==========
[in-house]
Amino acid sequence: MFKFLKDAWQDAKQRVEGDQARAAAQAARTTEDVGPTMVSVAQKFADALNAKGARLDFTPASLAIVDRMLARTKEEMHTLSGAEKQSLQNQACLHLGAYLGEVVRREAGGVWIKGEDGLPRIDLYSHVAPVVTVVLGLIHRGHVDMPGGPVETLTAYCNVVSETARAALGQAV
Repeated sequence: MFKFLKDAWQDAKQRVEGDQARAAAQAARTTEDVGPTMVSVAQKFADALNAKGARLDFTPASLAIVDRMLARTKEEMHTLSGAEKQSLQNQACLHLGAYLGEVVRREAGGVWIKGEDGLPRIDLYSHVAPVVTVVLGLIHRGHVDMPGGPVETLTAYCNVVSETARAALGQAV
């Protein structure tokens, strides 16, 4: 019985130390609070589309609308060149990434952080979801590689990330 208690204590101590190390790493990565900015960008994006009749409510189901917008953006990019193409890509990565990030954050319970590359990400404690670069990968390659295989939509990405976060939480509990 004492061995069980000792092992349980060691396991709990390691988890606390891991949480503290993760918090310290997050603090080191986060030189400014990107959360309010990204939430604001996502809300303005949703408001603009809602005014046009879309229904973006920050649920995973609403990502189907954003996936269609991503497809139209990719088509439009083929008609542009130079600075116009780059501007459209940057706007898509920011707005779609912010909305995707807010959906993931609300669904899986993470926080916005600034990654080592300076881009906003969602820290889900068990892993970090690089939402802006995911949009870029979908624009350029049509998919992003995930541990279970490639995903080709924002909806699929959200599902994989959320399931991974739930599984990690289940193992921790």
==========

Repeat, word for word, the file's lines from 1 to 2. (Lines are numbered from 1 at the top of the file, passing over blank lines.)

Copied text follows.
[in-house]
Amino acid sequence: MFKFLKDAWQDAKQRVEGDQARAAAQAARTTEDVGPTMVSVAQKFADALNAKGARLDFTPASLAIVDRMLARTKEEMHTLSGAEKQSLQNQACLHLGAYLGEVVRREAGGVWIKGEDGLPRIDLYSHVAPVVTVVLGLIHRGHVDMPGGPVETLTAYCNVVSETARAALGQAV